Substance and Procedure in Discourse Ethics and Deliberative Democracy

Dissertation, New School for Social Research (2003)

Pablo Gilabert
Concordia University
In this dissertation, I argue that we should reframe the presentation and defense of the program of discourse ethics and deliberative democracy (DEP) in such a way that we make clear its connection to the substantive moral ideas of solidarity, equality and freedom. This program basically says that we should, when we can, determine the validity of the norms regulating our social life through practices of public deliberation. If we want to understand why engaging in public deliberation makes moral sense, or is obligatory, we need to make explicit the connection between the formal procedures of deliberation and our most basic substantive moral ideas of freedom, equality and solidarity. In order to unpack this claim, I construct what I call an expressive-elaboration model of the relation between substance and procedure in public deliberation. According to this model, we should see the two dimensions as working in tandem, in such a way that deliberative procedures are understood as the medium of expression and elaboration of our basic substantive ideas of solidarity, equality and freedom. The three ideas are expressed in the fact and form of deliberation, and elaborated in their changing and specific interpretations as topics and consequences of deliberative practices. To develop this model, I start with a consideration of certain insights of Kant's moral theory, and proceed to bridge the gap between Habermas's more formalistic and Rawls's more substantive neo-Kantian accounts of practical reason. The result is a straightforwardly substantive articulation and defense of the dialogic procedures of DEP based on the recognition of the fact of widespread moral disagreement and a fundamental project of justice demanding that we deal with that condition of disagreement by constructing social arrangements in which we include each other, solidaristically, as free and equal members. This morally substantive defense of DEP referring to the fact of widespread moral disagreement and the fundamental project of justice is different from, and more compelling than, other common, formalistic and prudential defenses of DEP.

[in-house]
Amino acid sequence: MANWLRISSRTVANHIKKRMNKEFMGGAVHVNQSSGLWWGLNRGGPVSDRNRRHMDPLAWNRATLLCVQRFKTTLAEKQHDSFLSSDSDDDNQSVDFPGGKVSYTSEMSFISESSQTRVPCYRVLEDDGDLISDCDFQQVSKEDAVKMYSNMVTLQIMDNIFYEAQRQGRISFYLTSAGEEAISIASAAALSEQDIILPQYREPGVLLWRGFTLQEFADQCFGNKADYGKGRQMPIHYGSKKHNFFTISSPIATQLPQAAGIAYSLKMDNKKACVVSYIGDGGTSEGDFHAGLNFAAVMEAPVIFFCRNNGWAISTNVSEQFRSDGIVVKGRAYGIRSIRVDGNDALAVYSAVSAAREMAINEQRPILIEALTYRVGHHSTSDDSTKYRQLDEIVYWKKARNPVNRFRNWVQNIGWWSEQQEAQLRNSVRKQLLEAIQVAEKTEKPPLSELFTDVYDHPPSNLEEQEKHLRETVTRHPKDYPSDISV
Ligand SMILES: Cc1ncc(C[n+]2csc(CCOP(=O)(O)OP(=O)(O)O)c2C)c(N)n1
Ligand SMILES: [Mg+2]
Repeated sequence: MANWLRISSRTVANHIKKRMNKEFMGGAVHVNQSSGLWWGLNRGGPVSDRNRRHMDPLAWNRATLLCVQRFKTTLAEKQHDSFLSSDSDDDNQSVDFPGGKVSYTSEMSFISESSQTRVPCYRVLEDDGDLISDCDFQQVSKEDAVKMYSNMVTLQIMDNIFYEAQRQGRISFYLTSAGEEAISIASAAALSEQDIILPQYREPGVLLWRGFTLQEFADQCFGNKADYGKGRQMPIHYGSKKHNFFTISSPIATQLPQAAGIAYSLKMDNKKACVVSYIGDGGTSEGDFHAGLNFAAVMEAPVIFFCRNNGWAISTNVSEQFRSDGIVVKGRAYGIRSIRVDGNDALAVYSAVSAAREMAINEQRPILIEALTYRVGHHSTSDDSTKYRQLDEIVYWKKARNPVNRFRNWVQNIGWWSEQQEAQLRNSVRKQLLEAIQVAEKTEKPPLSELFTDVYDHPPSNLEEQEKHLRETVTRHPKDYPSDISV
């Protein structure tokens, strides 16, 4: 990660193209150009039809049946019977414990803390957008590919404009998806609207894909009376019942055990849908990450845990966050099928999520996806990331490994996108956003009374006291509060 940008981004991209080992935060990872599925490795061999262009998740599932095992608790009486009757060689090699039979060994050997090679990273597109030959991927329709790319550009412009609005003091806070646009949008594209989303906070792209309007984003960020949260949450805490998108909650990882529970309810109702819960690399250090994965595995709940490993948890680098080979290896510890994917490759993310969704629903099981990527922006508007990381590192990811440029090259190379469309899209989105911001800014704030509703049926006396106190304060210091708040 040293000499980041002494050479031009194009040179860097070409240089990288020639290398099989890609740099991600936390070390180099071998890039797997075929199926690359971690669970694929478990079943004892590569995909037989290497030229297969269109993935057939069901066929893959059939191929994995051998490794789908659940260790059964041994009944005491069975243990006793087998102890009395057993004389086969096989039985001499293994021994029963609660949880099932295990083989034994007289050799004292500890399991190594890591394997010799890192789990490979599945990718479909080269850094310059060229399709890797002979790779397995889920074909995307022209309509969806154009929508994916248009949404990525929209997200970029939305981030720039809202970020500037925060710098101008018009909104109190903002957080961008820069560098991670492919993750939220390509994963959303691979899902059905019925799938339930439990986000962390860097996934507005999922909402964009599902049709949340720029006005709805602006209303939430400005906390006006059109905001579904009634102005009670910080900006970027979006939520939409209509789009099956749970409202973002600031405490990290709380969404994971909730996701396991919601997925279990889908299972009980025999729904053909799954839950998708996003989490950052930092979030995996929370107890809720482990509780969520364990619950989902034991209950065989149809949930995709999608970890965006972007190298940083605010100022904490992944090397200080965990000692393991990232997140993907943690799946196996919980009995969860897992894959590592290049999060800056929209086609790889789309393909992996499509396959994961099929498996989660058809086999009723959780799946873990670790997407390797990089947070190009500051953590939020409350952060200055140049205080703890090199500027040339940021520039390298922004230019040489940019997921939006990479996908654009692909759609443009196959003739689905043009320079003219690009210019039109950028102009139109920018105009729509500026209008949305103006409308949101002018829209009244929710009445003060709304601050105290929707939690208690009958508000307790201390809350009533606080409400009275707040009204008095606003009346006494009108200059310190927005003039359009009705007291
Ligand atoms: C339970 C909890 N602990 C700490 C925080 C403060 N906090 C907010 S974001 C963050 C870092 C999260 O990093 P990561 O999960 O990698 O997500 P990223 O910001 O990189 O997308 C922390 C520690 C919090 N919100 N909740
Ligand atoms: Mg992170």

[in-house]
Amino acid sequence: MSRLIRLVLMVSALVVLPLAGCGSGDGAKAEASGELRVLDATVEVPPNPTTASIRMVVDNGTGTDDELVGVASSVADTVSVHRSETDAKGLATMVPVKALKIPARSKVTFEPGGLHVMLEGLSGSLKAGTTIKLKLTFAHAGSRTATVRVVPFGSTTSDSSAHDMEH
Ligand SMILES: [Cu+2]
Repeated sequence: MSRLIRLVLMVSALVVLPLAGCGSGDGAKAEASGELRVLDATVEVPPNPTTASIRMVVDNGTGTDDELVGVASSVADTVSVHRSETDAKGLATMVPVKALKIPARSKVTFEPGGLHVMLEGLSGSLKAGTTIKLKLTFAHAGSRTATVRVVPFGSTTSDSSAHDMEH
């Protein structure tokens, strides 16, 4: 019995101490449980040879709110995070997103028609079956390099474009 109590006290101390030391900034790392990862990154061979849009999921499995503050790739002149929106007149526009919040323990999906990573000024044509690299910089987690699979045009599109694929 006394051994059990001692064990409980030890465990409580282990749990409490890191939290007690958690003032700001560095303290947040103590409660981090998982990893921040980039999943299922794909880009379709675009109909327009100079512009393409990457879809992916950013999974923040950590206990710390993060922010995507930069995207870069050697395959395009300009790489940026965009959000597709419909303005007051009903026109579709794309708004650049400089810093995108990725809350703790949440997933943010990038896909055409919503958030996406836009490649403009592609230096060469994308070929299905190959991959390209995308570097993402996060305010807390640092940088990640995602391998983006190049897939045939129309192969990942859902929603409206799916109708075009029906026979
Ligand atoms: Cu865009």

Keywords discourse ethics  deliberative democracy  Habermas  Rawls  Proceduralism
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